This is what I wrote last year around 9/11. It’s still on my heart. Originally posted on livejournal on 9/11/11.
I’ve shared my story in the past. So this isn’t a story directly related to 9/11, but it is a story that’s been on my heart all week. Three stories, actually.
We–my mom, sister and I–were sitting in a nice restaurant in Central Asia, with native people, and we had just finished a fantastic traditional meal. My sister asked our friends to share one bit of their culture that they would like Westerners to know. They thought for a few minutes, and then began to go around the table. Most of them talked about women’s rights and about hospitality.
One man shared a story with us. There is an old tradition, he says. When two people (families or towns) are warring, it used to be that a woman could stop the war. She would bake bread in her home, and then take it to a woman in the other side. The people would cease fighting, because the woman had been so brave and had earned so much respect.
My sister asked if an American woman brings bread, can the war stop? We all laughed. No, they said, because the terrorists do not honor tradition.
The image of that tradition is beautiful and horrifying to me, as I think of a little woman in her chadar, clutching bread still warm from the oven, going into war with a silent gift of peace.
I am also thinking of the little older woman who dropped in to have tea with us. She spoke longingly of the city–the city before the war. There was grief in her voice, though she smiled when my mom reminded her of the roses in bloom. I am thinking of how she cried quietly when she spoke about her fear that the enemies will return and take the city again. She sat on the other side of the room, hunched and dusty, dapping her tears with her chadar silently. I’m thinking of the whole generations of war–and I am humbled by the thought that I have only had one day in my entire life when war was in my home country.
I am thinking of the widow who baked me bread when I was ill. How I sat in her mud hut, miserable and sick, trying to be gracious, making faces at the children who peered in the doorway, and she left quietly. She seemed tired to me, and I thought she had left to rest a moment. She provided for her family by climbing to a mountain every morning to gather wild plants, and returned with a huge bundle of these on her head, and she had been telling us of her headaches. But she returned and offered me her fresh bread, and I didn’t even realize that she made it for me. I am thinking of the comfort of that warm bread in my hands, while I listened to them talk in another language about violence in the village and the death of their daughters.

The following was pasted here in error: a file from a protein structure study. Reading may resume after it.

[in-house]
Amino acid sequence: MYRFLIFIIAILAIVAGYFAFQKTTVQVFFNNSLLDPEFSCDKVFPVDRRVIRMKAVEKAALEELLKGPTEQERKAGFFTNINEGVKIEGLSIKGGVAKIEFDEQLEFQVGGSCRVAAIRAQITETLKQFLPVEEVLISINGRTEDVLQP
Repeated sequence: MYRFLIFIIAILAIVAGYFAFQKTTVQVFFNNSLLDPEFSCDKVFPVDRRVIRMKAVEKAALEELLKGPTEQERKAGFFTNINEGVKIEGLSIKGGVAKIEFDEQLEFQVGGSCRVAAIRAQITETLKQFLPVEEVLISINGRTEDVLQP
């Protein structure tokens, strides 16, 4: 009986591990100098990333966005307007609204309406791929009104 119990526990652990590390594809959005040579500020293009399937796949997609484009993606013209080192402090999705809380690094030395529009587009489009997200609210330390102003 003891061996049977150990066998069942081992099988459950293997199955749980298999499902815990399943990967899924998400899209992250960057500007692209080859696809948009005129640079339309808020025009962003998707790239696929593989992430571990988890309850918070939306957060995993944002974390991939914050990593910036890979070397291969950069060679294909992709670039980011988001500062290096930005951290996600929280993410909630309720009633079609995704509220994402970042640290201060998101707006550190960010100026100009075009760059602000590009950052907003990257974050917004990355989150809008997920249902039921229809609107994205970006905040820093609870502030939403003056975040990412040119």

I am thinking of a man who broke bread and gave it as a gift, a promise, of peace everlasting. I am thinking of how He loves the widows and orphans, the grieving and the weak, whose lives were changed ten years ago. I am thinking of how he loves the men and women who sat with me around a table and shared their culture with me. I am thinking of how he loves the woman who loves her city, how he loves the city so much more than she ever could. I am thinking of how he loves a widow in a village who climbs a mountain every day.
9/11 was a day of extreme evil. Looking at footage of that day reminds me of that–of the fear of such an evil. But on the day of, and in the years following, I am reminded that the world isn’t all darkness. I reminded that there will be peace–not in the world as we know it, but in a world where women don’t have to weep for their cities. And that brings me hope.
When he was at the table with them, he took bread, gave thanks, broke it and began to give it to them. 31 Then their eyes were opened and they recognized him.